• Where will I get my brewing water from? - I don't have a potable hose, so it looks like I will need to fill up carboys in the kitchen and lug it downstairs and outside for my mash and sparge water.  There is a spigot for chilling and cleaning water outside already, so that will make clean up easier.
    • Do I have enough propane? - I have one tank that is low and a mostly full one connected to my grill.  I should have enough for a brew, although there may be need of some regulator switching
    • Electricity - Sometimes I use a pond pump to recirculate icewater through my immersion chiller to get temps down into the 60s.  I hope my extension cord reaches!
  •  Salts, Cleanser and Sanitizer
    • Do I have all necessary mash salts? Need to check on this one, think I have gypsum, CaCl, and campden.  Should be all I need as long as I have acid malt, which i think I do.
    • Do I have enough cleaner? - I know I am low on PBW, and I will most likely need to pick some up.  I know i always have some C-Brite from my first kit I never used in a pinch.
    • Do I have Sanitzer - Luckily, I know i have an ounce or so of Star San left, as well as an unopened 8oz.  Good to go here!
    • Random items - I think i need more fermcap-S as it has been out of the fridge for 3 months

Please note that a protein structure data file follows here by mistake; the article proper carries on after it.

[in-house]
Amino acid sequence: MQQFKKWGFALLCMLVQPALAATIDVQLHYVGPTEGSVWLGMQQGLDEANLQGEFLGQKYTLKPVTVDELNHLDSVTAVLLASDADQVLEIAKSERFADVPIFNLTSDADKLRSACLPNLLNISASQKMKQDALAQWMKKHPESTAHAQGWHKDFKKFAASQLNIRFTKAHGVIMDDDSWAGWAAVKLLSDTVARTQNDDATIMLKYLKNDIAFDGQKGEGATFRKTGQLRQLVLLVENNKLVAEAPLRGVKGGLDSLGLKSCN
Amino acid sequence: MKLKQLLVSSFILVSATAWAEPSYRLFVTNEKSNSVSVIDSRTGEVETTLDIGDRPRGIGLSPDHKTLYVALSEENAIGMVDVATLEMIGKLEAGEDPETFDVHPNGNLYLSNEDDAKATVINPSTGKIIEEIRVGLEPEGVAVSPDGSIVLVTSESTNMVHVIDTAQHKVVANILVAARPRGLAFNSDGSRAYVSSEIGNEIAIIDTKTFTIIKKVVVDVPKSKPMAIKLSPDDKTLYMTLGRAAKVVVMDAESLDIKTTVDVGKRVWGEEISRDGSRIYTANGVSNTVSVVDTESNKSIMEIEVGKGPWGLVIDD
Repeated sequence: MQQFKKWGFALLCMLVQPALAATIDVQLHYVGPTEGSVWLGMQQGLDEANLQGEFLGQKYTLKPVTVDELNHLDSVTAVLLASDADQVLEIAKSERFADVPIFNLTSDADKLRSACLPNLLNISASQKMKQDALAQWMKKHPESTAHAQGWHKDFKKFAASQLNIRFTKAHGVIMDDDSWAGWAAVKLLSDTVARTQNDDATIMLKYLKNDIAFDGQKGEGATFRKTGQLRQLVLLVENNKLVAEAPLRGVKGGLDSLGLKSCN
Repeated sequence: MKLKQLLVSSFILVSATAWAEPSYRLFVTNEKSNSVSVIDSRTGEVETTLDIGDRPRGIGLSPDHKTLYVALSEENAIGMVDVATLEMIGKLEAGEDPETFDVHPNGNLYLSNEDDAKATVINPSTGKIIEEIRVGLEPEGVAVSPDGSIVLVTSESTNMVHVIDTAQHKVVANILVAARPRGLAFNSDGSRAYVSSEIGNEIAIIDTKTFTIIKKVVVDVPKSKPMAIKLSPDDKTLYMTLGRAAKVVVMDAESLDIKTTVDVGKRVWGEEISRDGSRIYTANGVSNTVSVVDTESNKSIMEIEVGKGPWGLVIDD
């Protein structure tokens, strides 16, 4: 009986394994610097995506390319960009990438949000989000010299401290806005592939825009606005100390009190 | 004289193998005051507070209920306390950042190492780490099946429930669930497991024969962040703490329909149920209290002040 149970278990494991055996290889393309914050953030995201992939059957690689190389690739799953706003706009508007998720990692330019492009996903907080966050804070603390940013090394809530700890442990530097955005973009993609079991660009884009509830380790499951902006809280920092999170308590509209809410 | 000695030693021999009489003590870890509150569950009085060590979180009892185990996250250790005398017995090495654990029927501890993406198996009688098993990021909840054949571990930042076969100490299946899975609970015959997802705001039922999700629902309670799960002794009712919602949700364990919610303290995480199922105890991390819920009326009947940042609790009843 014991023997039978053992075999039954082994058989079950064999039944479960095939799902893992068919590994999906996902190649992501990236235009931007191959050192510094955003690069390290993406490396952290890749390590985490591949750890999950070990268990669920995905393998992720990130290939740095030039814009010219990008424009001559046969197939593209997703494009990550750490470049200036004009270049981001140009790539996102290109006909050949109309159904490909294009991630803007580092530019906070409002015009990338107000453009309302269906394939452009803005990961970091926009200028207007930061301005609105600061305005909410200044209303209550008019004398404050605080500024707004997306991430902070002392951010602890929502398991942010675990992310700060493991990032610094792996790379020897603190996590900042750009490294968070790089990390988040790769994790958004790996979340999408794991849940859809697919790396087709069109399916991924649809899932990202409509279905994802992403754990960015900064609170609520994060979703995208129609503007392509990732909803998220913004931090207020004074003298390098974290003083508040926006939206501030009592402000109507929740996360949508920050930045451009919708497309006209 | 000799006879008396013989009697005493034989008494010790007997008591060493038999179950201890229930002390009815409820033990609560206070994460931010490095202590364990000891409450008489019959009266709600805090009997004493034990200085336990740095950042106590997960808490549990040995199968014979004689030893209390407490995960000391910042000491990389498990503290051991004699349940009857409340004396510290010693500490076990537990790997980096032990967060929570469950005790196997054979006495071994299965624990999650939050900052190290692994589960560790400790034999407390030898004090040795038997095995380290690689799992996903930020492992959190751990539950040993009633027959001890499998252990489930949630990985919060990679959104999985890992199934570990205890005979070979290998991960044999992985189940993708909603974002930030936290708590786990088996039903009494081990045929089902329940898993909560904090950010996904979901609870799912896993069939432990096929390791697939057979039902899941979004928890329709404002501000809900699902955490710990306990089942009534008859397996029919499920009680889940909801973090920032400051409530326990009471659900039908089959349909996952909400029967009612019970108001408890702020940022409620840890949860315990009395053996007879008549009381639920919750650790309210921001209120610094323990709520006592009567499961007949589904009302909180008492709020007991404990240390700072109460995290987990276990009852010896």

• Brewhouse Tools - Are all thermometers and refractometers calibrated? Are my scales accessible?  Are houses/racking canes clean - maybe I should just "snap myself off a fresh piece!"
  • Recipe/Ingredient
    • What style and what recipe? - This is always a big question mark if I havent brewed in a while.  Inevitability it will be something of medium to low ABV and leaning towards the hoppy side - maybe that session IPA I have been dragging my foot on!
    • Do I need ingredients I don't have in stock? - Once you have your recipe, make sure you have all the ingredients for it.  I have had my yeast sitting at room temp for 3 months.  The dry yeast is probably ok, the liquid yeast most likely is very low of viability.  May need to pick up yeast based on recipe.
  • Fermentation Control - This is usually not a problem, but because of the move and my lack of power, I will need to figure out how I am getting power to my ferm chamber.  I may need a new extension cord if I can't determine how much power is available off of the circuit the current one is on.
Anything I missed? Be sure to let me know in the comments below.